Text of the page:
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News
Should I install Windows Vista?
This is going to be a common question as awareness of Vista grows.

If your current computer has one of these things in common, then no.
    Less than 2 Gb (gigabytes) of memory.
    More than 1 year old.
    Current software needs to be checked for compatibility with Vista.
    Using essential hardware add ins (PCI cards, older printers. specific device interfaces - ie parallel ports for older camera card readers etc) more than 5 years old.
If you insist on using Vista on a computer meeting one of these criteria, make sure you get the 32bit and 64bit compatible version of Vista. Vista will run on these computers, but older software and hardware is likely to be incompatible, and your system performance is going to be piggish without enough memory.

Now, I know the majority of computers I work on fit one of these criteria, so if you MUST have Vista - here is what I recommend you buy for you new computer:
    At least 2Gb of RAM, if you are comfortable paying close to $1000 for memory then get 4Gb.
    A huge graphics card - a minimum of 512Mb (megabytes).
    The new Intel core2duo chips are amazing, infact the first intel chips I have bought for 10 years. Go for the 4Mb L2 cache chip at a minimum. If budget is not of concern, get one of their new quadcore chips.
    Big harddrive is also essential, with the capacity Vista has for creating useless crap on your harddrive, go 320Gb or so minimum. If you can afford to, use a smaller 80Gb drive for the operating system and the larger drive for storing files.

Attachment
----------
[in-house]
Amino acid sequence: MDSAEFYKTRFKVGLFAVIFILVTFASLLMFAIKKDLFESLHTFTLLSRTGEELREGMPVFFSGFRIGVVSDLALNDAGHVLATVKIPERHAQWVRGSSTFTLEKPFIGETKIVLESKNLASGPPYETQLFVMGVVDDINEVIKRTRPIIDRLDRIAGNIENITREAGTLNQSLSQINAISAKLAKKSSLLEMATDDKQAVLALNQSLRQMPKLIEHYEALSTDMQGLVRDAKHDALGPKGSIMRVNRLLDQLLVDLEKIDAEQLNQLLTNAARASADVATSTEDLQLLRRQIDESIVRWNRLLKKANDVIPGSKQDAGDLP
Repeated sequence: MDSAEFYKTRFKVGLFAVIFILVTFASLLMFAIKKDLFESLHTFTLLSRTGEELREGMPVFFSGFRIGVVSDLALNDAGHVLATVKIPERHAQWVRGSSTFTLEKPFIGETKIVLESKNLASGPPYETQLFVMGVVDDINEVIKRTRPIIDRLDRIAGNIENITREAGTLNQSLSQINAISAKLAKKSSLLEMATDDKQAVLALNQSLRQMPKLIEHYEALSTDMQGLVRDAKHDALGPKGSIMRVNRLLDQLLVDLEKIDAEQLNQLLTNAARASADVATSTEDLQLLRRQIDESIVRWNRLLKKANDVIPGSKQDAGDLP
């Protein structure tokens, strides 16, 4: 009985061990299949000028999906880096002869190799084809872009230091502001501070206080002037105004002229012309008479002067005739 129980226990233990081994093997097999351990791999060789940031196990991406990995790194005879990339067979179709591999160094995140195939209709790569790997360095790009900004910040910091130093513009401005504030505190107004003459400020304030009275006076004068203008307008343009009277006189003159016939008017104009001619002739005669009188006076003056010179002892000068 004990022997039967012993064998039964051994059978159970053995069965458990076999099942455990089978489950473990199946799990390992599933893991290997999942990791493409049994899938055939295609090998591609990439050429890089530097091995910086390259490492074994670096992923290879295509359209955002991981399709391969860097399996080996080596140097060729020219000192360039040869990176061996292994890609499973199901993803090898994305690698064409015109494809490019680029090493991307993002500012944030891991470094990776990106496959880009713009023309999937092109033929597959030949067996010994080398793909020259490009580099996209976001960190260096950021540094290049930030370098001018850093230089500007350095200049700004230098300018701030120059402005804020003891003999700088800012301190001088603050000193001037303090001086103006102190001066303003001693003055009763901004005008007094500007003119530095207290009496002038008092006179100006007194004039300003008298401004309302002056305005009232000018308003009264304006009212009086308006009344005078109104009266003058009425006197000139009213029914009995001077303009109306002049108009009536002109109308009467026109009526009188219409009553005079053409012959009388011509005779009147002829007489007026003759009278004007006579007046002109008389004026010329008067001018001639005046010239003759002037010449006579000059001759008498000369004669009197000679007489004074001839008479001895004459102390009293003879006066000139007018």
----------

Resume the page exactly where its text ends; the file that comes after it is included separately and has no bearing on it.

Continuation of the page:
In any case, if you think it might be nice just to have Vista give yourself a slap, calm down and wait for the first official service pack to be released. Microsoft is well known for using people who must have the latest as guinea pigs for testing and working out bugs and flaws. Now that Vista is finally in retail release, lets see just how long before a hacker can punch holes in the security features and cause that first "critical update" to be released.
angelis on January 31 2007 10:42:40 · Print
Internet Explorer 7
The latest release of Internet Explorer 7 (IE7) is now available for those wishing to upgrade.

Please note that the upgrade to IE7 is going to be forced upon those of you who have Windows update set to automatically install new updates. I recommend you change the Windows updates settings to prompt before install so that you can evaluate feedback on IE7 and decide if it is indeed the right choice for you.

The "pro" argument for installing it right now is it appears to offer far greater standalone security than the current IE6.

The "con" argument is however more compelling.
IE7 subtley changes the way IE6 and previous versions display web pages and some of your favourite web pages currently available may not display correctly.
It takes more control of the way cookies are handled and has a huge list of security features which may unwittingly lock you out of your current favourite pages as IE7 will deem them as security risks.

I am experimenting with IE7 at the moment. As a builder of websites I need to know how it is going to display the data I need the visitors to my sites to see.
I cannot recommend an upgrade to IE7 at this stage, if you run IE6 and a firewall/antivirus package then you are as secure as ever from current threats.
angelis on December 23 2006 12:54:34 · Print
Seasons Grettings